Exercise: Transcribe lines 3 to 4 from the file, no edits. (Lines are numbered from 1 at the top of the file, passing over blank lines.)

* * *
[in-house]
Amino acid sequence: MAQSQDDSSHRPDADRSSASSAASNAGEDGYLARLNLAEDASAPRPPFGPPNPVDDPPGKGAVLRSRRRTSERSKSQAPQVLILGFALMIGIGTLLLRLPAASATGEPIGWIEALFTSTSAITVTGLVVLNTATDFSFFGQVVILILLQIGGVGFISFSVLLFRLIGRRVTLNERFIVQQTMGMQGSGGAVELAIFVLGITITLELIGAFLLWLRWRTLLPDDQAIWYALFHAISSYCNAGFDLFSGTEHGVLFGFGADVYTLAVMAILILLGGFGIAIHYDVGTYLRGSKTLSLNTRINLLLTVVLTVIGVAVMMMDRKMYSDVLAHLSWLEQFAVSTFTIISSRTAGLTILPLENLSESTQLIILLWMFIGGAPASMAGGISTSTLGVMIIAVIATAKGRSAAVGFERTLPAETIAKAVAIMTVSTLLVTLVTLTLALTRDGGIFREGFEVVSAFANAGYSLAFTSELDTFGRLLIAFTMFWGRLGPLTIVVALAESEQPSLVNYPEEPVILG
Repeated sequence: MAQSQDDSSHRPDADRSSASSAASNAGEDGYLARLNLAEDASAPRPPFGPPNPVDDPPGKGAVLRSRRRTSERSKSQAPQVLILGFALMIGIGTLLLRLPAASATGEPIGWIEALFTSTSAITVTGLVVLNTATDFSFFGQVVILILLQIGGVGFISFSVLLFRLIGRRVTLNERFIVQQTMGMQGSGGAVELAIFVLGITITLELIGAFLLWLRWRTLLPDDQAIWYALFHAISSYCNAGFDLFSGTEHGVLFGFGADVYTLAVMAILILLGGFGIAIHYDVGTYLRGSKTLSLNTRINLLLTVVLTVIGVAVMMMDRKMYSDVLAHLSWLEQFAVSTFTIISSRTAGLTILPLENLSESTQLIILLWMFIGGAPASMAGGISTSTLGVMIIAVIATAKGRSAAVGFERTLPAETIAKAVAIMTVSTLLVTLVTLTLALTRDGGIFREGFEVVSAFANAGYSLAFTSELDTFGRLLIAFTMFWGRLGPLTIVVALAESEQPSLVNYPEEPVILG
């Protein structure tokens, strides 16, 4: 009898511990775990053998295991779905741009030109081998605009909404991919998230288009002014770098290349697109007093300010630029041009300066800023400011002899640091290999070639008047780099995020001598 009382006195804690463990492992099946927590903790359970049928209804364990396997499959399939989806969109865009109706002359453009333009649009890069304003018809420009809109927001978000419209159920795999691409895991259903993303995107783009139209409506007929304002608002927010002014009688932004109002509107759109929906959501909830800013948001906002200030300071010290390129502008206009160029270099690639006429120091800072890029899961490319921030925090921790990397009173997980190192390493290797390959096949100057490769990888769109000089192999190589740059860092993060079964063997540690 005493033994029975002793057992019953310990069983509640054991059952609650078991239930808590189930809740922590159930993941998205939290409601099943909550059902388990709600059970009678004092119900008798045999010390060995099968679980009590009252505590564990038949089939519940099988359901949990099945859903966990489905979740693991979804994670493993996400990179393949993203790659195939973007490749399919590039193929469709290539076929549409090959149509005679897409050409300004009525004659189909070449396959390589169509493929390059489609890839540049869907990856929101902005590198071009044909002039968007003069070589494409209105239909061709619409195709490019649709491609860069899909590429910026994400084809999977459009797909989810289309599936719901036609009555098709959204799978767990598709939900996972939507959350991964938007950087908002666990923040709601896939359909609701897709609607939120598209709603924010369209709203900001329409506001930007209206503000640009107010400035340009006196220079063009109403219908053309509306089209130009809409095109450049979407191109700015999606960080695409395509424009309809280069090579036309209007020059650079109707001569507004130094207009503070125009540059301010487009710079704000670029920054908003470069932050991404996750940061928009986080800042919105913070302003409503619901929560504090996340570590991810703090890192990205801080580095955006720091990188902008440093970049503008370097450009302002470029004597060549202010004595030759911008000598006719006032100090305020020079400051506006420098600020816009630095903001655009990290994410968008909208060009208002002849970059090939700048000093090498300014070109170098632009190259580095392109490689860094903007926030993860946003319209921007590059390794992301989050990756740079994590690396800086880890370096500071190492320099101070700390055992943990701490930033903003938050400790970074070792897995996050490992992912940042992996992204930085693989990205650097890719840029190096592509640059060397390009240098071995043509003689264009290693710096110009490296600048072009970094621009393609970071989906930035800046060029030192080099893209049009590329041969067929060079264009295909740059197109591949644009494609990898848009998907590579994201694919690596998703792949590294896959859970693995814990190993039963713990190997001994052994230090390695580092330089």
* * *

Repeated sequence: MAQSQDDSSHRPDADRSSASSAASNAGEDGYLARLNLAEDASAPRPPFGPPNPVDDPPGKGAVLRSRRRTSERSKSQAPQVLILGFALMIGIGTLLLRLPAASATGEPIGWIEALFTSTSAITVTGLVVLNTATDFSFFGQVVILILLQIGGVGFISFSVLLFRLIGRRVTLNERFIVQQTMGMQGSGGAVELAIFVLGITITLELIGAFLLWLRWRTLLPDDQAIWYALFHAISSYCNAGFDLFSGTEHGVLFGFGADVYTLAVMAILILLGGFGIAIHYDVGTYLRGSKTLSLNTRINLLLTVVLTVIGVAVMMMDRKMYSDVLAHLSWLEQFAVSTFTIISSRTAGLTILPLENLSESTQLIILLWMFIGGAPASMAGGISTSTLGVMIIAVIATAKGRSAAVGFERTLPAETIAKAVAIMTVSTLLVTLVTLTLALTRDGGIFREGFEVVSAFANAGYSLAFTSELDTFGRLLIAFTMFWGRLGPLTIVVALAESEQPSLVNYPEEPVILG
């Protein structure tokens, strides 16, 4: 009898511990775990053998295991779905741009030109081998605009909404991919998230288009002014770098290349697109007093300010630029041009300066800023400011002899640091290999070639008047780099995020001598 009382006195804690463990492992099946927590903790359970049928209804364990396997499959399939989806969109865009109706002359453009333009649009890069304003018809420009809109927001978000419209159920795999691409895991259903993303995107783009139209409506007929304002608002927010002014009688932004109002509107759109929906959501909830800013948001906002200030300071010290390129502008206009160029270099690639006429120091800072890029899961490319921030925090921790990397009173997980190192390493290797390959096949100057490769990888769109000089192999190589740059860092993060079964063997540690 005493033994029975002793057992019953310990069983509640054991059952609650078991239930808590189930809740922590159930993941998205939290409601099943909550059902388990709600059970009678004092119900008798045999010390060995099968679980009590009252505590564990038949089939519940099988359901949990099945859903966990489905979740693991979804994670493993996400990179393949993203790659195939973007490749399919590039193929469709290539076929549409090959149509005679897409050409300004009525004659189909070449396959390589169509493929390059489609890839540049869907990856929101902005590198071009044909002039968007003069070589494409209105239909061709619409195709490019649709491609860069899909590429910026994400084809999977459009797909989810289309599936719901036609009555098709959204799978767990598709939900996972939507959350991964938007950087908002666990923040709601896939359909609701897709609607939120598209709603924010369209709203900001329409506001930007209206503000640009107010400035340009006196220079063009109403219908053309509306089209130009809409095109450049979407191109700015999606960080695409395509424009309809280069090579036309209007020059650079109707001569507004130094207009503070125009540059301010487009710079704000670029920054908003470069932050991404996750940061928009986080800042919105913070302003409503619901929560504090996340570590991810703090890192990205801080580095955006720091990188902008440093970049503008370097450009302002470029004597060549202010004595030759911008000598006719006032100090305020020079400051506006420098600020816009630095903001655009990290994410968008909208060009208002002849970059090939700048000093090498300014070109170098632009190259580095392109490689860094903007926030993860946003319209921007590059390794992301989050990756740079994590690396800086880890370096500071190492320099101070700390055992943990701490930033903003938050400790970074070792897995996050490992992912940042992996992204930085693989990205650097890719840029190096592509640059060397390009240098071995043509003689264009290693710096110009490296600048072009970094621009393609970071989906930035800046060029030192080099893209049009590329041969067929060079264009295909740059197109591949644009494609990898848009998907590579994201694919690596998703792949590294896959859970693995814990190993039963713990190997001994052994230090390695580092330089």